A new study from New York City’s Department of Consumer Affairs (DCA) examined a wide range of nearly 800 products offered in “male” and “female” versions, finding that women are charged 7 percent more for products that can be almost or even completely identical. The study focused on 90 brands of products, including global brands, sold at two dozen different retailers in New York City in-store and online. Personal care products such as razors, and especially haircare, were far more expensive for women, costing 13 percent more on average. Adult clothing cost 8 percent more for women, and certain items, such as women’s shirts, cost 15 percent more.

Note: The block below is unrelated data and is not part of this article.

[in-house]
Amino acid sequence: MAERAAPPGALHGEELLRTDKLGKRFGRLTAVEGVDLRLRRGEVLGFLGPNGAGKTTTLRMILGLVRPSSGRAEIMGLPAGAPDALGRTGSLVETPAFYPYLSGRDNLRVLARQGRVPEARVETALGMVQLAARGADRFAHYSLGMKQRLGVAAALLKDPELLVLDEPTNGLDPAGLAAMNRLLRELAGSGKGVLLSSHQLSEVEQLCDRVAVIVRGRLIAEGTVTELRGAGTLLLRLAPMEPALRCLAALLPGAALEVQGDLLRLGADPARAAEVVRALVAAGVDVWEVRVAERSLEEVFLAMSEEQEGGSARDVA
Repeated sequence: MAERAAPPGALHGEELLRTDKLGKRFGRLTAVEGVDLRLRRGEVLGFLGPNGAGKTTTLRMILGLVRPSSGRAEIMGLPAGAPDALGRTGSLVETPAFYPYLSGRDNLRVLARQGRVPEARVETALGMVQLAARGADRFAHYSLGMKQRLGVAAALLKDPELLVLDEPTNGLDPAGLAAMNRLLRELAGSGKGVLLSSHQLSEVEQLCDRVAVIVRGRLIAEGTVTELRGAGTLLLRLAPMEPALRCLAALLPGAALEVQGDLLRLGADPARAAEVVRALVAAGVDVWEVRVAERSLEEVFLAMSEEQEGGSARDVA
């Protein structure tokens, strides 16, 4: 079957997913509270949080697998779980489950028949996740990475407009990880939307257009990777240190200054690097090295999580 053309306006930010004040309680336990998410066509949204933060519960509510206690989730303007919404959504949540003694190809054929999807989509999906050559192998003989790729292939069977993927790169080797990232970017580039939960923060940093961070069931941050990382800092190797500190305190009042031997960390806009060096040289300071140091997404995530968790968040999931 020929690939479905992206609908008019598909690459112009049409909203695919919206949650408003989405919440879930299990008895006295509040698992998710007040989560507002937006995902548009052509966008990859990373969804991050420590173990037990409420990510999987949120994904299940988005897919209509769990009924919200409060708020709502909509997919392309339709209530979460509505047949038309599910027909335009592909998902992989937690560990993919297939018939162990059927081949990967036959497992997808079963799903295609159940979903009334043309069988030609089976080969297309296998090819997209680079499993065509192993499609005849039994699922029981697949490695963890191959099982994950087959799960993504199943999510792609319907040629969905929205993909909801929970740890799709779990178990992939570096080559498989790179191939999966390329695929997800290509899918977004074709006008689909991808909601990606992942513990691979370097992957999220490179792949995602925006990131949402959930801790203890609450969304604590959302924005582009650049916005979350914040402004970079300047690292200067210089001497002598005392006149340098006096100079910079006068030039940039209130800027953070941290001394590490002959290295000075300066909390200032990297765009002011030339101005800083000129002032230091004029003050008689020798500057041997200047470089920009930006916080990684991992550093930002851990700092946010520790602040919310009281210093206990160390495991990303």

Experts consulted by the DCA say that while men’s and women’s personal care items do typically have differences in ingredients, the differences are not a major factor in the price gap. The real explanation, it appears, is that women are willing to pay more for their products, often misled by the supposed benefits of “natural extracts and botanical ingredients” that make up less than 1 percent of the product. One particularly egregious case of price disparity, highlighted by the DCA’s commissioner, saw a “girl’s scooter,” a pink version of a red “sports scooter,” being sold online at Target at twice the price of its red counterpart.
Read the full story at Quartz.